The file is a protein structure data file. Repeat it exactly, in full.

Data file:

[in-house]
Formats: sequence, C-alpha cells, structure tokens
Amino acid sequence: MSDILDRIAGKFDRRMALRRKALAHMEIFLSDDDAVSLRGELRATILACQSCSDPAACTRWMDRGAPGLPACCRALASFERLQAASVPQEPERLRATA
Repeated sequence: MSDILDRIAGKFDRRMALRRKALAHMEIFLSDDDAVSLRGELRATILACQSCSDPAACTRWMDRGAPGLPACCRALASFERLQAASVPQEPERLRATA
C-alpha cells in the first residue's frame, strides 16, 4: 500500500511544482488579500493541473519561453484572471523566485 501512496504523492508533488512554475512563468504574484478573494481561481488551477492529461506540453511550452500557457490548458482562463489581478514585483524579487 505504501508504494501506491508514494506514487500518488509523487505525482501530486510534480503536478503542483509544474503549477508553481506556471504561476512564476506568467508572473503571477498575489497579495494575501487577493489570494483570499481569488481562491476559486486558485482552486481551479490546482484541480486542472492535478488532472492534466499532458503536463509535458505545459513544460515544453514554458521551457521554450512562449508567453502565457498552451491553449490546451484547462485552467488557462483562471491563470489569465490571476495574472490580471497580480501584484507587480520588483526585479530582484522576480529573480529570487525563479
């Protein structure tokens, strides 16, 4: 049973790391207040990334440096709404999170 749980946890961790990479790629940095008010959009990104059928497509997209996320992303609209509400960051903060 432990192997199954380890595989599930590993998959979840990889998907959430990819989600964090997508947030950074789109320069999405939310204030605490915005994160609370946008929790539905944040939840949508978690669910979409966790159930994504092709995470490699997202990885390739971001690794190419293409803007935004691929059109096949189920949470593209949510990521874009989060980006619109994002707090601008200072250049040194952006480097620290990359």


[in-house]
Formats: sequence, C-alpha cells, structure tokens
Amino acid sequence: MSDILDRIAGKFDRRMALRRKALAHMEIFLSDDDAVSLRGELRATILACQSCSDPAACTRWMDRGAPGLPACCRALASFERLQAASVPQEPERLRATA
Repeated sequence: MSDILDRIAGKFDRRMALRRKALAHMEIFLSDDDAVSLRGELRATILACQSCSDPAACTRWMDRGAPGLPACCRALASFERLQAASVPQEPERLRATA
C-alpha cells in the first residue's frame, strides 16, 4: 500500500511544482488579500493541473519561453484572471523566485 501512496504523492508533488512554475512563468504574484478573494481561481488551477492529461506540453511550452500557457490548458482562463489581478514585483524579487 505504501508504494501506491508514494506514487500518488509523487505525482501530486510534480503536478503542483509544474503549477508553481506556471504561476512564476506568467508572473503571477498575489497579495494575501487577493489570494483570499481569488481562491476559486486558485482552486481551479490546482484541480486542472492535478488532472492534466499532458503536463509535458505545459513544460515544453514554458521551457521554450512562449508567453502565457498552451491553449490546451484547462485552467488557462483562471491563470489569465490571476495574472490580471497580480501584484507587480520588483526585479530582484522576480529573480529570487525563479
């Protein structure tokens, strides 16, 4: 049973790391207040990334440096709404999170 749980946890961790990479790629940095008010959009990104059928497509997209996320992303609209509400960051903060 432990192997199954380890595989599930590993998959979840990889998907959430990819989600964090997508947030950074789109320069999405939310204030605490915005994160609370946008929790539905944040939840949508978690669910979409966790159930994504092709995470490699997202990885390739971001690794190419293409803007935004691929059109096949189920949470593209949510990521874009989060980006619109994002707090601008200072250049040194952006480097620290990359």